Need a little help convincing the executive team at your company that it’s time to move your firm to Greater Phoenix?
If your powers of persuasion aren’t swaying enough, let the data make your case for you.
When you compare Greater Phoenix side by side with competing cities like Denver, Dallas, Atlanta, Houston and Austin, the Valley of the Sun comes out smelling like a rose.
According to the C2ER Cost of Living Index, Greater Phoenix wins out on multiple counts. For starters, the health care cost of living index for Greater Phoenix is just 89.0 (where the national average equals 100), while the index is 104.2 for Denver, 108.2 for Dallas and 109.1 for Atlanta.
Transportation costs in Phoenix are also cheaper than those in Denver and Atlanta, with Phoenix scoring 100.1, while Denver gets a score of 104.0 and Dallas nets 107.5.
Median apartment rent is also a bargain in Phoenix compared to the other cities. While Phoenix’s median rent of $1,470 a month ties it with Dallas, it’s cheaper than the rent in Atlanta ($1,480) and Denver ($1,800).
Numbers like these may explain why so many people are choosing to relocate to the Valley of the Sun. According to the U.S. Census Bureau, Greater Phoenix led the nation in average net population gain per year between 2013 and 2017, netting a gain of 42,869 new residents a year. The second-ranked community, the Inland Empire of Southern California, netted 35,022 residents per year, while third-ranked Houston netted 32,821. Dallas came in fourth at 30,639, while Austin finished fifth with 26,733.
Greater Phoenix also bests all comers in small business job growth — a key metric of a booming economy. In January of this year, the Phoenix metro scored the highest among all major U.S. metro areas in small business hiring, with an index of 99.84, topping Dallas, Tampa and Denver, which finished second, third and fourth, respectively. Atlanta came in eighth.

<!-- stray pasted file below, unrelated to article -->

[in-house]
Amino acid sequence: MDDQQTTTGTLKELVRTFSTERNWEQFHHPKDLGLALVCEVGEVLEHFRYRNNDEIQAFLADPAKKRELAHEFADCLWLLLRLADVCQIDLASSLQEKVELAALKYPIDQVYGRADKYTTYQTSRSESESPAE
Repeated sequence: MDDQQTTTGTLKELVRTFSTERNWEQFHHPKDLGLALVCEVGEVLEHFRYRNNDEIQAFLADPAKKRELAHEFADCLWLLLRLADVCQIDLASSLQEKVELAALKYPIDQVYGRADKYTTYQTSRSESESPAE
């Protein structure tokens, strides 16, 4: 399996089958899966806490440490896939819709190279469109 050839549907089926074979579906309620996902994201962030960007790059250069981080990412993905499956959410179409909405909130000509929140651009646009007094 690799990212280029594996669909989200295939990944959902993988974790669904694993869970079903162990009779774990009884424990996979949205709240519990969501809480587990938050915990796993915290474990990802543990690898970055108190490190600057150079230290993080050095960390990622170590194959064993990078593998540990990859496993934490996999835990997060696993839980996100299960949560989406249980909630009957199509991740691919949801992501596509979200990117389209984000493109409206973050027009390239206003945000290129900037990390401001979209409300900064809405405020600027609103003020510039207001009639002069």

Small businesses are vital to the Phoenix MSA economy, as firms with under 100 workers make up more than 97% of the businesses in Maricopa and Pinal counties. At the state level, Arizona flexed its muscle as well, ranking second only to Tennessee in small business job growth. Arizona’s index of 100.8 was just below Tennessee’s 101.4 and topped third-place Texas.
With a robust economic performance and a relatively low cost of living, it’s no wonder so many Californians and California companies are relocating to Arizona. According to the Greater Phoenix Economic Council, 60,000 Californians moved to Arizona in 2017, and GPEC has helped more than 200 companies, like Yelp, Charles Schwab and Weebly, make the move from California to Arizona.
GPEC launched a campaign last summer to convince even more Golden State residents to make the move. The campaign is called California Struggles, and it included wrapping 24 vehicles with a call to action to visit TimeToGetOut.io, a website that pitches Greater Phoenix as a location of choice for businesses and individuals currently residing in California. Those vehicles roamed the crowded roadways of Silicon Valley for 12 weeks last summer, and in fewer than six weeks, the Twitter account of @CAstruggles reached more than 13,000 followers.
A message to California residents on the website makes the pitch succinctly: “We know it’s not an easy decision to move, but when you start to evaluate your situation, you’ll see that in Greater Phoenix you can afford a home, have less than a 30-minute commute, enjoy 300-plus days of sunshine per year, and live a life where you stress a bit less.”
Perhaps that’s why today, California technology, corporate services and manufacturing companies make up 30% of the 300-plus firms evaluating Greater Phoenix, according to GPEC.